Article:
than this would have satisfied the apostle; In considering the expression of the apos-nor, let me tell you of a truth, brethren, should tle's feelings respecting the Philippians, let any thing short of this satisfy us. us notice, (1) his thankfulness as to the We, like the Philippians, have been called past; (2) his confidence as to the future: his to the fellowship of the gospel; not, indeed, thankfulness for what God had done, his like them, from amidst the darkness of heaconfidence as to what God would do for thenism; but from a state, in which, if we rethem.

main till death call us hence, we shall be no 1. “I thank my God,” says the apostle, better off as regards our prospects for eterupon every remembrance of you, always in nity than if we had been heathens ; yea, in every prayer of mine for you all making re- one sense, very much worse off, inasmuch quest with joy, for your fellowship in the as our opportunities of light and kuowgospel from the first day until now. What | ledge are greater than theirs. We cannot does he mean by their fellowship in the gos- too highly estimate our advantages as a pel? He means their fellowship with himself Christian people. The benefits of Chrisand other Christians, in the blessings and bene- tian birth and parentage, of admission into fits of the gospel. He rejoiced that through the visible church of Christ by baptism, of the grace of God given to them they had participation in Christ's ordinances and sabeen made partakers of the gospel; not in craments, are unspeakable. We cannot be profession only, but in principle; not in sufficiently thankful for them. And the form, but in fact; and that from the very first blessings, direct and collateral, which flow time they had heard it. The gospel had come from the public profession of Christianity,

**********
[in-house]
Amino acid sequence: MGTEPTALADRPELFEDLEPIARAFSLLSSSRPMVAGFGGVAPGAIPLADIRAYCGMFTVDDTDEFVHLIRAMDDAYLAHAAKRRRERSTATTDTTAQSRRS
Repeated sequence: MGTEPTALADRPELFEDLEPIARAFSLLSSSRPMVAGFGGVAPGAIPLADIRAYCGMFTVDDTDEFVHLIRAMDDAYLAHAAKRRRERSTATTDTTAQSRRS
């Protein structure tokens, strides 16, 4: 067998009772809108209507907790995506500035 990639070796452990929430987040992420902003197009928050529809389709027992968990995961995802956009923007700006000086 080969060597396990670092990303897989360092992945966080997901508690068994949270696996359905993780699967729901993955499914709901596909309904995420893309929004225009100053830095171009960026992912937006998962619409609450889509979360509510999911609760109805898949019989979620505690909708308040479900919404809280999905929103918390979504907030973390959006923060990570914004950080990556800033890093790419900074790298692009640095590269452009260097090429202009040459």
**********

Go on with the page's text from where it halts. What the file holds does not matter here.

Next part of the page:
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from its adoption as the law and recognized well be thankful even for this? But to cherule of government, its incorporation into rish a good hope, on solid, substantial the framework of our constitution, its effects grounds, which will not give way beneath on the social habits, manners, customs, in- him; to indulge a confidence not presumpstitutions of our country, are all above tuous-an assurance warranted by the word of price. But these national blessings, great God, and dictated by the Spirit of God—that, and manifold as they are, are limited to time. “when Christ shall appear," he also, poor, They can yo no farther. They cannot save miserable sinner that he is,“ shall appear with the soul. They may make it saveable by him in glory," tell me, brethren, what is there placing it within reach of the means of salva- in a thousand worlds that you would not tion; but they cannot secure the efficacy of gladly give in exchange for this ? O, think those means. And the soul that rests in them, what it is, with eternity in view, to be enabled to relying for salvation on corporate acts, on say, “I know that, when this earthly house of visible communion, on baptismal privileges, my tabernacle is dissolved, I have a building on creeds and articles of faith, on church- of God, an house not made with hands, eternal membership, or any thing else whatever, in the heavens.” I know that I have, rewhich goes not beyond an outward fellow- served and secured for me in the highest heaship in the gospel, will find itself miserably vens, by the promise of him that cannot lie,“ an deluded and hopelessly destitute, when it inheritance incorruptible and undefiled, and passes into the eternal world, and stands in that fadeth not away.In seasons of trial, the judgment of the last day.